One questioner asked quite specifically just how the company could achieve its forecast for billings this quarter due to the impact of the virus and the tough compare. The CEO certainly had an opportunity to hedge, and chose to do something very different. The stock price suggests that the preponderance of investors do not believe either the Q1 forecast or even the forecast for the full year. That is a desirable scenario for investors, since just a little performance will be viewed as satisfactory.
Because the company increased its revenue forecast and lowered its EPS loss forecast for the current year, a few price targets for Anaplan were increased. At this point, no brokerage has changed their rating on the shares. The company projected Q1 revenues that show sequential growth of about 4-5% but year on year growth of about 48% in Q1. In the year-ago Q1, sequential revenues rose by 11%, and were it not for the potential negative impact of the virus on the operational performance of this company-or really any IT vendor-I would imagine that it would come far closer to 11% growth than the level being forecast.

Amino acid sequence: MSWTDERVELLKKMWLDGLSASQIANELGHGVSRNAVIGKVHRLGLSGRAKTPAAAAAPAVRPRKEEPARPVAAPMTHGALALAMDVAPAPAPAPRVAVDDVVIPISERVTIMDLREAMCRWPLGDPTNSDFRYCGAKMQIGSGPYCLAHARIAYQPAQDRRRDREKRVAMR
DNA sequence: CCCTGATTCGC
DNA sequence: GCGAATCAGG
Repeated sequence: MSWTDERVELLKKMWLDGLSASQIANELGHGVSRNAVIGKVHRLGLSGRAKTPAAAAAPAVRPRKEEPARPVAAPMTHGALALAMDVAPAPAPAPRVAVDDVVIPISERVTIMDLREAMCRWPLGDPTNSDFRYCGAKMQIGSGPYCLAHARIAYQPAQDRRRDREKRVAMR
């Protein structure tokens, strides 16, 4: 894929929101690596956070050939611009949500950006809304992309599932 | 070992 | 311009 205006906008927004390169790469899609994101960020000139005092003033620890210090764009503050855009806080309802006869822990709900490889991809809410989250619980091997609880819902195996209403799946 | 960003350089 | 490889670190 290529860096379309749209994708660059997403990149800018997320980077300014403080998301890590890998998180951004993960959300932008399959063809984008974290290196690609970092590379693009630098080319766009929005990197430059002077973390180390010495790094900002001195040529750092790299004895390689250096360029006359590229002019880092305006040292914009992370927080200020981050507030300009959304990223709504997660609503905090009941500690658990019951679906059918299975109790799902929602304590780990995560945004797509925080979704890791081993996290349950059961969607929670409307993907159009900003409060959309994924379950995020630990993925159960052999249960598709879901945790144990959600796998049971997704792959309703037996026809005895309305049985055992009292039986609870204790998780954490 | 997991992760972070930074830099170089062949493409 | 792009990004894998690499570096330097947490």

The company is projecting a non-GAAP loss that is the equivalent of about $.13/share for the quarter. For the year, the company forecast is for growth of 34%. This guidance was increased by about 2% from the company’s prior projection. I think any realistic forecast for this company would show growth at or above 40%; the kind of growth drop-off implied by the Q1 and the full year forecast is simply not a representation of how management has depicted this business and opportunities.